Over the course of the last five years, the number of Americans starting the vaccination regimen against HPV has surged by more than 80 percent, according to new Centers for Disease Control and Prevention (CDC) figures.
It's an encouraging trend - but less than a quarter of people between ages 18 and 26 get the both doses, meaning they are not fully protected against human papillomavirus.
HPV is an exceedingly common STI and it can cause cancers of the cervix, vulva, vagina, penis, anus and throat.
In an effort to stem rising rates of these cancers, the CDC now recommends that everyone start their shots at age 11 or 12, and anyone up to 26 who may not have gotten their second dose. It's approved for people up to 45 as well.
But health officials are watching vaccination rates closely, as adoption has been relatively slow.
Overall, the number of Americans getting at least one dose of the HPV vaccine has increased by 80 percent since 2013, with rates tripling among men and rising to over 50% of women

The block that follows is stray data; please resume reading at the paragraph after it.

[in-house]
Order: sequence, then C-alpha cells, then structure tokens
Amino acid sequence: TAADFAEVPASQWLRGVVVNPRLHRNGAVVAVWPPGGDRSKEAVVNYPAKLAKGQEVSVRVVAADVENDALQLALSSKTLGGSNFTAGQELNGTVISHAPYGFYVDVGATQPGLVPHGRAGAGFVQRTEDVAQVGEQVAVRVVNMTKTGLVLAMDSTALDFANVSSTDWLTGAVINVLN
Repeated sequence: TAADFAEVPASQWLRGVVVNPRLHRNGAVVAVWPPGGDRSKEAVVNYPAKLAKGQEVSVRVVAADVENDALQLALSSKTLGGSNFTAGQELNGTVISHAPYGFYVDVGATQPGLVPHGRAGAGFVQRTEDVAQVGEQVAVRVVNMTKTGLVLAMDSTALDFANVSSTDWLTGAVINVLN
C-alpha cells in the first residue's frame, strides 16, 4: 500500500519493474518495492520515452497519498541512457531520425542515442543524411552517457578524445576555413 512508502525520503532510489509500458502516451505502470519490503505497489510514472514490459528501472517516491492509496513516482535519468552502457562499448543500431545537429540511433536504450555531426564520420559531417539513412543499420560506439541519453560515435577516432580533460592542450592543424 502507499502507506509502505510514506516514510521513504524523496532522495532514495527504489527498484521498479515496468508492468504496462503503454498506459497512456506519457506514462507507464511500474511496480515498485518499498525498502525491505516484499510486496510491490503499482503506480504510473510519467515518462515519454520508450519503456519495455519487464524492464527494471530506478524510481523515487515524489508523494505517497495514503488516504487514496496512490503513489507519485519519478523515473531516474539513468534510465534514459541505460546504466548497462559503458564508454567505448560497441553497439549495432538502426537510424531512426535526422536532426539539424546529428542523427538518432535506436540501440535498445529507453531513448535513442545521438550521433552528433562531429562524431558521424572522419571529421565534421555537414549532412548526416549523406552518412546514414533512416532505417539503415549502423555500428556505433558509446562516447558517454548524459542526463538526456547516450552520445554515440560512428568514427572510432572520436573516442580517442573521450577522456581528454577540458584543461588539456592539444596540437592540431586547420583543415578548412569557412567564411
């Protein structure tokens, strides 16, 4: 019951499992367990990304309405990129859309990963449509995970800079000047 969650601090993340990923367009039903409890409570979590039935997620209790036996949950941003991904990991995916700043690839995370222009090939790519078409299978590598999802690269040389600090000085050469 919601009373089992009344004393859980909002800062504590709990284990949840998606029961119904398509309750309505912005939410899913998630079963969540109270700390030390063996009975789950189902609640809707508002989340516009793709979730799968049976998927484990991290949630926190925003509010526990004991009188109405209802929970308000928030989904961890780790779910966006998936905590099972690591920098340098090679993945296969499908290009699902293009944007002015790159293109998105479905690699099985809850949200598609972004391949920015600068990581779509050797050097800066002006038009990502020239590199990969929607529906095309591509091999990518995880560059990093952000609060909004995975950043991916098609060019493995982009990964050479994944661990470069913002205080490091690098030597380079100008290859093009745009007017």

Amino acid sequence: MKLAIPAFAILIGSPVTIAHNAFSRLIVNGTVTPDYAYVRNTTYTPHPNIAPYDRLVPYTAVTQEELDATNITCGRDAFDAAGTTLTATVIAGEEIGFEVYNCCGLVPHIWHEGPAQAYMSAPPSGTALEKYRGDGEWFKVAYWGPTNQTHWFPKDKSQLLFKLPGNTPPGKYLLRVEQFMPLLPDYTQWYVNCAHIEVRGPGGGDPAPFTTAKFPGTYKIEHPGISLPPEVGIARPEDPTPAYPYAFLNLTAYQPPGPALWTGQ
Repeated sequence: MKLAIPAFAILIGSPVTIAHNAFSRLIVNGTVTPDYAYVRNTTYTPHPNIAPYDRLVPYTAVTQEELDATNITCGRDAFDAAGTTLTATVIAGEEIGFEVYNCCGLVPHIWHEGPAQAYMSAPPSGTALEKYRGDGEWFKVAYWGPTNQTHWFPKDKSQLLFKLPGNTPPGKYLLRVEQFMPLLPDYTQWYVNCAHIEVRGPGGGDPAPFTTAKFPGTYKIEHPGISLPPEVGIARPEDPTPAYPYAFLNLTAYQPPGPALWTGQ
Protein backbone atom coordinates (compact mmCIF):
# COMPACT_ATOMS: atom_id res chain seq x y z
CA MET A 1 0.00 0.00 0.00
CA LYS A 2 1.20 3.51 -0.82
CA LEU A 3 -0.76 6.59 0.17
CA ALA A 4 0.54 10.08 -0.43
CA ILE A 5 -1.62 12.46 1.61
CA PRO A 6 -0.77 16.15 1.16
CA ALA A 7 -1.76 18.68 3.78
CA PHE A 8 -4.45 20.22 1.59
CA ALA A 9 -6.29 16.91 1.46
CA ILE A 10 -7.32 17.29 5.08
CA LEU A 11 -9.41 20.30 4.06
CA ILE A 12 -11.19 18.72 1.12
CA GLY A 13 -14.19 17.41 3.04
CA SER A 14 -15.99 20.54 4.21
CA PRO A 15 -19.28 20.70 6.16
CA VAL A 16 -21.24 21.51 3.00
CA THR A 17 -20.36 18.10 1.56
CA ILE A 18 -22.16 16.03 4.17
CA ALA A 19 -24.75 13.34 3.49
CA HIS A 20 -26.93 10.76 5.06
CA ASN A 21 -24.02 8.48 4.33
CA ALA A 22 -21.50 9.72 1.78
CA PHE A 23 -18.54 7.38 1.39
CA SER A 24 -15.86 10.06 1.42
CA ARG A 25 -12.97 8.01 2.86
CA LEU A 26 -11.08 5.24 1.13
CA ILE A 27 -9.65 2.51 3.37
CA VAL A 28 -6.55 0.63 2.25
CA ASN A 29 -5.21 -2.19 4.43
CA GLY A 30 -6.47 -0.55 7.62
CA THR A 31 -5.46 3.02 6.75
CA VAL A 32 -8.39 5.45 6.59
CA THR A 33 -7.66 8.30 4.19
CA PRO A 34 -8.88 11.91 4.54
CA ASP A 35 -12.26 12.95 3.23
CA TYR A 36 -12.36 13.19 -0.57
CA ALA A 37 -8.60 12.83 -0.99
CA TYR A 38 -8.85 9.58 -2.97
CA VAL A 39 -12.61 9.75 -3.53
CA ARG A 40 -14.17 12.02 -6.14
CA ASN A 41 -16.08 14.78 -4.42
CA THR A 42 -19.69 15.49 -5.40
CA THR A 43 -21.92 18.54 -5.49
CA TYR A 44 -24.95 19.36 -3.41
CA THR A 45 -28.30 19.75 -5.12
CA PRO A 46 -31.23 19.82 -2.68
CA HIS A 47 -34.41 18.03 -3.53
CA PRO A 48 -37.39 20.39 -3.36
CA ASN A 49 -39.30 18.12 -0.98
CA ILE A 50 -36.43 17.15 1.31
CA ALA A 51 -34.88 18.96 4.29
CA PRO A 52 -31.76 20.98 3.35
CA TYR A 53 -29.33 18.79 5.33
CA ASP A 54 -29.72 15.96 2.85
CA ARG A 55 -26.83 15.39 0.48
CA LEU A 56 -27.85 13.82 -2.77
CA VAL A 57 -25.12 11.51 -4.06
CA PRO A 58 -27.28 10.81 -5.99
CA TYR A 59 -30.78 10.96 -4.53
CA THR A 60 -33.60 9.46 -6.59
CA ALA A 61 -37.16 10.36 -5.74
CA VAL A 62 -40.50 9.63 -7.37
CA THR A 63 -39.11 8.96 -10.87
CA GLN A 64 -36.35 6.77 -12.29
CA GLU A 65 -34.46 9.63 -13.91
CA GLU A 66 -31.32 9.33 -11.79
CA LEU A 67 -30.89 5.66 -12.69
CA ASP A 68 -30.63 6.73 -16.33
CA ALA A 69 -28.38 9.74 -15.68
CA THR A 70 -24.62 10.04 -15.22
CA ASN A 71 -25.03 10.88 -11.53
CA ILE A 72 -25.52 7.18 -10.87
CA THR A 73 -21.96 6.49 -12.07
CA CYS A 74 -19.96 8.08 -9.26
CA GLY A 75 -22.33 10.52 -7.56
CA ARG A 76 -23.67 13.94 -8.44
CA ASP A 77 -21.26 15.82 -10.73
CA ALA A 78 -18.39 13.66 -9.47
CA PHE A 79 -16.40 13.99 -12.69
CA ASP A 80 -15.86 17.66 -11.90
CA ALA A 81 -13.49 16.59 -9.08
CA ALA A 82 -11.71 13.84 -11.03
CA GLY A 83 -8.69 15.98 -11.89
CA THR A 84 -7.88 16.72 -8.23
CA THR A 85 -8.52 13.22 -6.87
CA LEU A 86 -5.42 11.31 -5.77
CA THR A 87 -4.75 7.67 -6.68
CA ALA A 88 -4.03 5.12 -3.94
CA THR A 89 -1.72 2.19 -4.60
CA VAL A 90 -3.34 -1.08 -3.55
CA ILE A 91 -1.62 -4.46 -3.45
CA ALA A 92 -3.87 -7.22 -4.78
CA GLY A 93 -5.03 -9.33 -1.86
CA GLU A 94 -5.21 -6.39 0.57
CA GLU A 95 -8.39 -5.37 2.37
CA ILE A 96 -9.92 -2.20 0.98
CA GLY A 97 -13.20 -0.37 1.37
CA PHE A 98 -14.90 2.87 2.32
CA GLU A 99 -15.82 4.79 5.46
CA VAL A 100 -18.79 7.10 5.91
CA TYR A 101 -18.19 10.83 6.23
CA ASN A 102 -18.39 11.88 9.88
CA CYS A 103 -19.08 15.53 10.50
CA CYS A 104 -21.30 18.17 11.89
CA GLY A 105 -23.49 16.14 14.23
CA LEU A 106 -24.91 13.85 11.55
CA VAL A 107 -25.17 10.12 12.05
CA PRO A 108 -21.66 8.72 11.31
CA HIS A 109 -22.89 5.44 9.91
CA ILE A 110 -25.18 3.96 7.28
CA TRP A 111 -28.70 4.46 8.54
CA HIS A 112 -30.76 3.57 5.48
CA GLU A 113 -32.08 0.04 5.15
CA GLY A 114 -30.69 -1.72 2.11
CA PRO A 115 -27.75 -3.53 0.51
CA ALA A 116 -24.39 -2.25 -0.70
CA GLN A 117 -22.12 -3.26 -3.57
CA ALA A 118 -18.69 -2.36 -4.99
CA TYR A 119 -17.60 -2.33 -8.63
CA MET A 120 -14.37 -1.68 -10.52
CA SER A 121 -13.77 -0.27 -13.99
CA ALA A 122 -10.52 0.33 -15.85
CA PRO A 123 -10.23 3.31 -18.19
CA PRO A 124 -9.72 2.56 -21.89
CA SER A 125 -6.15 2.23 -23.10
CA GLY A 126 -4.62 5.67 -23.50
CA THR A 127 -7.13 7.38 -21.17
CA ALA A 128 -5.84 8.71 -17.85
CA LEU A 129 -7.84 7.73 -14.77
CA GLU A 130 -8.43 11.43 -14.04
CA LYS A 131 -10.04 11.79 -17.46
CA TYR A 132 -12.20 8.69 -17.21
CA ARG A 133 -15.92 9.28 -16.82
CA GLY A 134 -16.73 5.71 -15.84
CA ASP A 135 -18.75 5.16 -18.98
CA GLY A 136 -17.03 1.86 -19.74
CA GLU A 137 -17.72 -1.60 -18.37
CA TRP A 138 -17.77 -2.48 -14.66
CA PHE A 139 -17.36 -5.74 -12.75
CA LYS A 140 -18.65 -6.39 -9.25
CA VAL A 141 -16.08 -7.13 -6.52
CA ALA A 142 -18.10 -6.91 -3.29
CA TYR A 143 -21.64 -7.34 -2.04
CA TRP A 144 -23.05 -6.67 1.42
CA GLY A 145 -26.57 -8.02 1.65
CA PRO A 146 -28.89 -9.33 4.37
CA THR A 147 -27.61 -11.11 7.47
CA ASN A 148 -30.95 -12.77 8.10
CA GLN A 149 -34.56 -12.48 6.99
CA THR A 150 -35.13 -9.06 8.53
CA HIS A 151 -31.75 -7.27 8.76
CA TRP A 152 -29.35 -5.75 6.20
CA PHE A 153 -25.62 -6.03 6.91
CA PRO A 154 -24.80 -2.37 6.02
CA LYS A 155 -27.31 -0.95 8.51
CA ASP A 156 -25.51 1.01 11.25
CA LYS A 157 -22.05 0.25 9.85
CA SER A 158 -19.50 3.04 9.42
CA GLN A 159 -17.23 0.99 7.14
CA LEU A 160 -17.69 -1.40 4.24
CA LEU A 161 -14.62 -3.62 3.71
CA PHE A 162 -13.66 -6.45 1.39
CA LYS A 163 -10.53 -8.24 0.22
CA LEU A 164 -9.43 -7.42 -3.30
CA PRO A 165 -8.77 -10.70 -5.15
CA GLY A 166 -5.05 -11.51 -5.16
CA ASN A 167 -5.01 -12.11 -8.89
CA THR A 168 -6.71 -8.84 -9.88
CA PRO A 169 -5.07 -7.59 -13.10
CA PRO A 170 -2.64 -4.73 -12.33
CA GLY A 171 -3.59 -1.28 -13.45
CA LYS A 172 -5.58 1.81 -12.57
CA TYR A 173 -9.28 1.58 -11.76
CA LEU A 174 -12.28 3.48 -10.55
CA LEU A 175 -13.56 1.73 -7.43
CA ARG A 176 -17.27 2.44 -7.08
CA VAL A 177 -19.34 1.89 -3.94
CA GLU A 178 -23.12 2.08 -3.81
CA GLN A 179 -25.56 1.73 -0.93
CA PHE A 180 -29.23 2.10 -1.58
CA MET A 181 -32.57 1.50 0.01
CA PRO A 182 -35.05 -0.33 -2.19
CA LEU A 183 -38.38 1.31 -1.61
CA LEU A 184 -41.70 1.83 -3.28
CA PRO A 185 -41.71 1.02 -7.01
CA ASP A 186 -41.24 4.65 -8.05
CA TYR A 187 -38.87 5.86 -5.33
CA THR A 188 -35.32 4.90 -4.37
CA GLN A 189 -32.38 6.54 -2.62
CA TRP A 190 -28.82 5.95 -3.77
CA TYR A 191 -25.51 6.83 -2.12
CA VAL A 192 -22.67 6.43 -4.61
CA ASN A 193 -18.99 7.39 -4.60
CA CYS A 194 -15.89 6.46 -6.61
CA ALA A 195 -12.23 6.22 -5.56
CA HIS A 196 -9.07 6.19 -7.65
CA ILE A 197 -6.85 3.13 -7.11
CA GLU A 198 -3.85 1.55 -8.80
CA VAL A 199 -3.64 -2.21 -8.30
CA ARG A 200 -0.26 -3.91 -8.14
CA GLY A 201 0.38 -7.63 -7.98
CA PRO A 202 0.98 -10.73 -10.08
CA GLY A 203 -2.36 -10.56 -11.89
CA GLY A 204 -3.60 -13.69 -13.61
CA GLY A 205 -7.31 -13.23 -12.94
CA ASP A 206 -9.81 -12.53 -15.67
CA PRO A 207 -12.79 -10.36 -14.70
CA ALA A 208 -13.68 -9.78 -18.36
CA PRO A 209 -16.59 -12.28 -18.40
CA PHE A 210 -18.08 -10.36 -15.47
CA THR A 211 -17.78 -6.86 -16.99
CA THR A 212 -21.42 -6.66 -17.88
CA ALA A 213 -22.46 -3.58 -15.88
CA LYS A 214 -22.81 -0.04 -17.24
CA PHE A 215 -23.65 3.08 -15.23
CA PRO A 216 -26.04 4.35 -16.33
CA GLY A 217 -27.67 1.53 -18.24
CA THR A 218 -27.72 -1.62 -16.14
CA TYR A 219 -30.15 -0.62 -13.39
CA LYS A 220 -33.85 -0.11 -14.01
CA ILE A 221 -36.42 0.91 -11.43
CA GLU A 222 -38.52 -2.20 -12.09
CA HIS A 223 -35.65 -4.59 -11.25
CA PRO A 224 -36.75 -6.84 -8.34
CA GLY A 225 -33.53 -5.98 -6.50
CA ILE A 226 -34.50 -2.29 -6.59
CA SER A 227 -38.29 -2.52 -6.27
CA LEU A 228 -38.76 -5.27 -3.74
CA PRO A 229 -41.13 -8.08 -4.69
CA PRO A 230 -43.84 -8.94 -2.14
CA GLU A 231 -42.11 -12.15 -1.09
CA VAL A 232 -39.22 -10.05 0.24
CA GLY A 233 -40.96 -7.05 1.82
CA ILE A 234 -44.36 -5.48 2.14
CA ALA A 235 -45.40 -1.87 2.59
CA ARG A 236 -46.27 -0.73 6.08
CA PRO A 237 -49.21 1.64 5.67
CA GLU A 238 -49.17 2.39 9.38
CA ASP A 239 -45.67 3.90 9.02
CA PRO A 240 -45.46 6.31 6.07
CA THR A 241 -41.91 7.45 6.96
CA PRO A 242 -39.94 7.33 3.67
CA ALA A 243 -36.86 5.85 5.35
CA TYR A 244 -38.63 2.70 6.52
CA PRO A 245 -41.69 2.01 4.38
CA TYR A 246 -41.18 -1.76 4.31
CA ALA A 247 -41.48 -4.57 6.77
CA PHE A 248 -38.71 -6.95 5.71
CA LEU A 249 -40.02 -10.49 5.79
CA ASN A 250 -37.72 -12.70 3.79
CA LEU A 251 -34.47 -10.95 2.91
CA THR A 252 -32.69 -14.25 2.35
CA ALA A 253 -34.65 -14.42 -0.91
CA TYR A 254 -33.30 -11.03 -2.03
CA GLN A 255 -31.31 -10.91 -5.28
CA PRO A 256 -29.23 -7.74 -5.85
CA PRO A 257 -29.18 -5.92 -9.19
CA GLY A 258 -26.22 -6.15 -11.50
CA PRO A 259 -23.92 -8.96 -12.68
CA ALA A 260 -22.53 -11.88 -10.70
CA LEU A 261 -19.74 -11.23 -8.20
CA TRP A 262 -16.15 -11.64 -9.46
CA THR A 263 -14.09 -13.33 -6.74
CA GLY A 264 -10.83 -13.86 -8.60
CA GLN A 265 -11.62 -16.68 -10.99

Each year, 14 million Americans are infected with HPV.
About 80 percent of people who are sexually active will contract HPV at some point in their lives.
The majority (70 percent) of cervical cancers are caused by strains 16 and 18 of HPV.
And each year, some 44,000 people are diagnosed with cancers linked to these or other HPV strains.
Gardasil, the two-dose preventive shot approved in 2006, protects against both HPV 16 and 18, as well as five other strains.
Initially, the vaccine was only approved to be administered in two sequential doses